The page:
By Molly Ramsdell

We have all heard the stories about individuals at airports being “searched” in an inappropriate manner at the security checkpoint or taken into a back room and detained for an exorbitant amount of time. Does this actually happen?

Well, in order to answer that question, (do any of you watch "MythBusters"??) a few of us from the NCSL Washington, D.C., office headed to Ronald Reagan Washington National Airport to learn more about the process. And yes, the Department of Homeland Security and the Transportation Security Administration (TSA) knew we were coming.

So let me break down the process. I show up at the airport without any federally accepted identification for boarding a plane and head to security. When I tell the TSA agent that I don’t have the appropriate ID, what happens next is a story of SOP (standard operating procedures). This term was used a lot.

A TSA supervisor is called who will take me aside (right there and not in some back room) to obtain information from me to assist them in establishing my identity. This includes things like full legal name, Social Security number and address. Once an appropriate amount of information is obtained, the supervisor goes back to his or her office, which is located just through security (they leave me outside security), and conduct an identity verification check.

The identity verification process usually takes about 15 minutes. However, keeping in mind that there are more than 400 airports as well as other federal agencies requesting identity verification checks, the process could take longer.  Assuming they confirm my identity, I now proceed like normal through the advanced imaging technology (the machine that spins around you) or the metal detector and then will be subject to a full secondary screening. This means that any bags I am carrying on will be opened and checked, my electronics and carry-on liquids will be further screened and I will receive a full body pat down by an individual of the same sex.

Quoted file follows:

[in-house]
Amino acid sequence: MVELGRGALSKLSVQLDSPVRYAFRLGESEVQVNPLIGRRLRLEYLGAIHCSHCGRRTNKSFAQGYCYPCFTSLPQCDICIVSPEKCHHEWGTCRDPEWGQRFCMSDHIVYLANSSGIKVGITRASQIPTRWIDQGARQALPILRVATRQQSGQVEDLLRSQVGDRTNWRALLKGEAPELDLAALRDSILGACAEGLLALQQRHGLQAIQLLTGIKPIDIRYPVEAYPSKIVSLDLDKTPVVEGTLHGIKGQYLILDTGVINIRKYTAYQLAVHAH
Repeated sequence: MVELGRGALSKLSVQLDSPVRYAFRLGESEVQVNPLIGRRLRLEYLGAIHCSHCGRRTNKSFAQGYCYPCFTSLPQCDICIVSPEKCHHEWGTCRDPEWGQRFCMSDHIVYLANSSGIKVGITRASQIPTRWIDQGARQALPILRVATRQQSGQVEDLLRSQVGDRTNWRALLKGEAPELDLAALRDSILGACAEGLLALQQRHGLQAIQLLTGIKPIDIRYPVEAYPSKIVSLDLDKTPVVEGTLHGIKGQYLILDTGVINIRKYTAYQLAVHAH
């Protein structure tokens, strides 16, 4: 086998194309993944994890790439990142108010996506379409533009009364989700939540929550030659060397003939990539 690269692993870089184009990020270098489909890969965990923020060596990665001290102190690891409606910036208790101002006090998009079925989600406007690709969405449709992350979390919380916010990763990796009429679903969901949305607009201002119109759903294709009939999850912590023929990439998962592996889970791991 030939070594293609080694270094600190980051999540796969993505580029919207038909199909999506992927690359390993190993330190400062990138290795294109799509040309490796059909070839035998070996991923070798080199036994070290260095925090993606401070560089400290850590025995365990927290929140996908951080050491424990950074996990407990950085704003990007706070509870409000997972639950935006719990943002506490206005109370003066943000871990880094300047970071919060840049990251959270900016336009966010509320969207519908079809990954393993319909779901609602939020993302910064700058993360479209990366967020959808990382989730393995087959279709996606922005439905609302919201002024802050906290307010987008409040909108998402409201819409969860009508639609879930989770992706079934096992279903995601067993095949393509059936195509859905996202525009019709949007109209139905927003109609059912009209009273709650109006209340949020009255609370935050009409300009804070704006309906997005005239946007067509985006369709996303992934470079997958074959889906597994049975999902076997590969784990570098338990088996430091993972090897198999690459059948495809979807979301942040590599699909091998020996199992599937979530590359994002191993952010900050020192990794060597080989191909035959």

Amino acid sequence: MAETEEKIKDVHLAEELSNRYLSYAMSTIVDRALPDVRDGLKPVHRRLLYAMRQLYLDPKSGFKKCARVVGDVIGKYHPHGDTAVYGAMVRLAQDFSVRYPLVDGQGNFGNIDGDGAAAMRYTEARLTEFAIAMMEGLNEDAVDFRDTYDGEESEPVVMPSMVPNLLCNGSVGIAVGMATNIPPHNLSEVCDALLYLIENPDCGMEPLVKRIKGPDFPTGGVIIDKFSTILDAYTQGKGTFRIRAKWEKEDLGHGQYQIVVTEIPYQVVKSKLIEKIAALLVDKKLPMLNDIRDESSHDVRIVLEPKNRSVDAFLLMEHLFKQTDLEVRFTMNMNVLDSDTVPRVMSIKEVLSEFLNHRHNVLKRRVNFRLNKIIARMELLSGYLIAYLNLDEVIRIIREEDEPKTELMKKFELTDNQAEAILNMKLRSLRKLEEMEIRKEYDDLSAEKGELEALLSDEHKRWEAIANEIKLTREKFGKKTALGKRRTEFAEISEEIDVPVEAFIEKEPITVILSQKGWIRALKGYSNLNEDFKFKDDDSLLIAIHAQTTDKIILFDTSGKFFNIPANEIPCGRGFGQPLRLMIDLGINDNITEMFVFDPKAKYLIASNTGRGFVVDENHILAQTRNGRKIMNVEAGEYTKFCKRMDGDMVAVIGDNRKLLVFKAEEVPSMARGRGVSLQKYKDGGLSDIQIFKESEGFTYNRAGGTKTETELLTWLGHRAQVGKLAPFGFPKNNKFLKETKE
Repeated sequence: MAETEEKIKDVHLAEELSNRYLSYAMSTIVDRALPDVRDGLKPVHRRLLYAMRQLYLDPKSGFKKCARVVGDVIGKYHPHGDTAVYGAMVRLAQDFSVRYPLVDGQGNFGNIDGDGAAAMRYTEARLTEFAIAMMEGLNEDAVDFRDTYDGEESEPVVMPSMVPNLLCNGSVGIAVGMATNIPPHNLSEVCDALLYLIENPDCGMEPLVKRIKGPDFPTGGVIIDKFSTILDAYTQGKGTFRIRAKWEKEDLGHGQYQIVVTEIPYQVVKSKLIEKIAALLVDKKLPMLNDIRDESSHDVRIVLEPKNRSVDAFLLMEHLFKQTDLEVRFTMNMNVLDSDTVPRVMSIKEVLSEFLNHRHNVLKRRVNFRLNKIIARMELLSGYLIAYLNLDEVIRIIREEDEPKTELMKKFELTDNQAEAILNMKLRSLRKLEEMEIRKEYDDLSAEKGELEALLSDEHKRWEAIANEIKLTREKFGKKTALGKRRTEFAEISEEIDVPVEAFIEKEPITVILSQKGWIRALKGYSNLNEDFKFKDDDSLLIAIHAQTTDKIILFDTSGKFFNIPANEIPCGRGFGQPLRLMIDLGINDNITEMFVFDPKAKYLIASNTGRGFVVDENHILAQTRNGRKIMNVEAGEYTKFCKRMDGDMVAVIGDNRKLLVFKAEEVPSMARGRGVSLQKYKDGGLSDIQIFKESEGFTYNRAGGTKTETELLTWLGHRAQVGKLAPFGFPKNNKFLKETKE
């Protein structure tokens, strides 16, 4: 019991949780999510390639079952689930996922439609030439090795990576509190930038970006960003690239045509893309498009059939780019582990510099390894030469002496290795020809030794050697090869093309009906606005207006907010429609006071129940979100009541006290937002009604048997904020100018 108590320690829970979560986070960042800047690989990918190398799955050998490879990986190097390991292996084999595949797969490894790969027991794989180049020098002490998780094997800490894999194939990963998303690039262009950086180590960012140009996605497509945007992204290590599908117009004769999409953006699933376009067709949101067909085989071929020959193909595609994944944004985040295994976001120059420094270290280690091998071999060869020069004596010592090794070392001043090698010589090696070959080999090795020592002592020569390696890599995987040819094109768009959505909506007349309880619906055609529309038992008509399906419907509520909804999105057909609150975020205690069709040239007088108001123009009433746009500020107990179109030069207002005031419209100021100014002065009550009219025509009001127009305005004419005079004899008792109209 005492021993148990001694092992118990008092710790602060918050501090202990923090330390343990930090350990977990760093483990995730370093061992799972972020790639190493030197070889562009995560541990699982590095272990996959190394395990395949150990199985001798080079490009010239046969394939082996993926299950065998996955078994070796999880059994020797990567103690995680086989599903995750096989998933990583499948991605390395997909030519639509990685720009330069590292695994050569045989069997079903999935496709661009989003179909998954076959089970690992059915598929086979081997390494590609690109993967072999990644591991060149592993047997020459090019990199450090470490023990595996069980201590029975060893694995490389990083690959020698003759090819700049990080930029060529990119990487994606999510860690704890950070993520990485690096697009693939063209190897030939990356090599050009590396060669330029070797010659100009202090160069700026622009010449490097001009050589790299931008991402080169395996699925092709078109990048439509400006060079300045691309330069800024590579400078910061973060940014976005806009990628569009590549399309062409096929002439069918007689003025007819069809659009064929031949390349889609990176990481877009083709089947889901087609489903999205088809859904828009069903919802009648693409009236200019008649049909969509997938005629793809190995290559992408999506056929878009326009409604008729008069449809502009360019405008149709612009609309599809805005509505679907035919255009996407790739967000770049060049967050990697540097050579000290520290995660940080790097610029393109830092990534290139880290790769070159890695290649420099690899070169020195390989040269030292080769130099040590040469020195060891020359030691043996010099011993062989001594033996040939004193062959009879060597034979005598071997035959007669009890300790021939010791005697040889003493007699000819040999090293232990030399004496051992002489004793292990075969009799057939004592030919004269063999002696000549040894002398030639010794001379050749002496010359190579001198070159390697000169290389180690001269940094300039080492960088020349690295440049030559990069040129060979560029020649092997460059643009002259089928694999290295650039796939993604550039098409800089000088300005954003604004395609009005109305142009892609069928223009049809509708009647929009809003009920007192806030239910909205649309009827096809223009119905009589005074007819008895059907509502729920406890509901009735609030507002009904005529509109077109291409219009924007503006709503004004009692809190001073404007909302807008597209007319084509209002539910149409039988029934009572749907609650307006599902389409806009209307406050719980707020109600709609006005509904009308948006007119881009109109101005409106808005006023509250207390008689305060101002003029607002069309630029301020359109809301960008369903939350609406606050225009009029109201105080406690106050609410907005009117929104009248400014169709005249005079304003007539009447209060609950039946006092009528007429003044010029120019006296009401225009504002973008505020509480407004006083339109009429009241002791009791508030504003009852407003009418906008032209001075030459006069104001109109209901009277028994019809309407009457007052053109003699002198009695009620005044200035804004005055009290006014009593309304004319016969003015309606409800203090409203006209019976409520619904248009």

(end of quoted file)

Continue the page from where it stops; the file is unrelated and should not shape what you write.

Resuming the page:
Where does all of this happen? Right there in the screening area, unless I request a private location. I’m guessing a number of us have already been the subject of  a partial secondary screening when an item in our carry-on luggage looks suspicious when going through the x-ray machine and requires investigation. It’s very similar. If I have no carry-ons because I checked my luggage, it’s just a pat down.

Once finished, I am free to proceed to the gate. No secret rooms, no inappropriate searches, just a few extra steps. So there you have it. We’ve busted the myth regarding showing up at an airport without ID and the so-called secondary screening.  From my viewpoint, it’s SOP and a job well done by TSA.

Molly Ramsdell is the director of NCSL's Washington, D.C., office.

Email Molly.



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This blog offers updates on the National Conference of State Legislatures' research and training, the latest on federalism and the state legislative institution, and posts about state legislators and legislative staff. The blog is edited by NCSL staff and written primarily by NCSL's experts on public policy and the state legislative institution.


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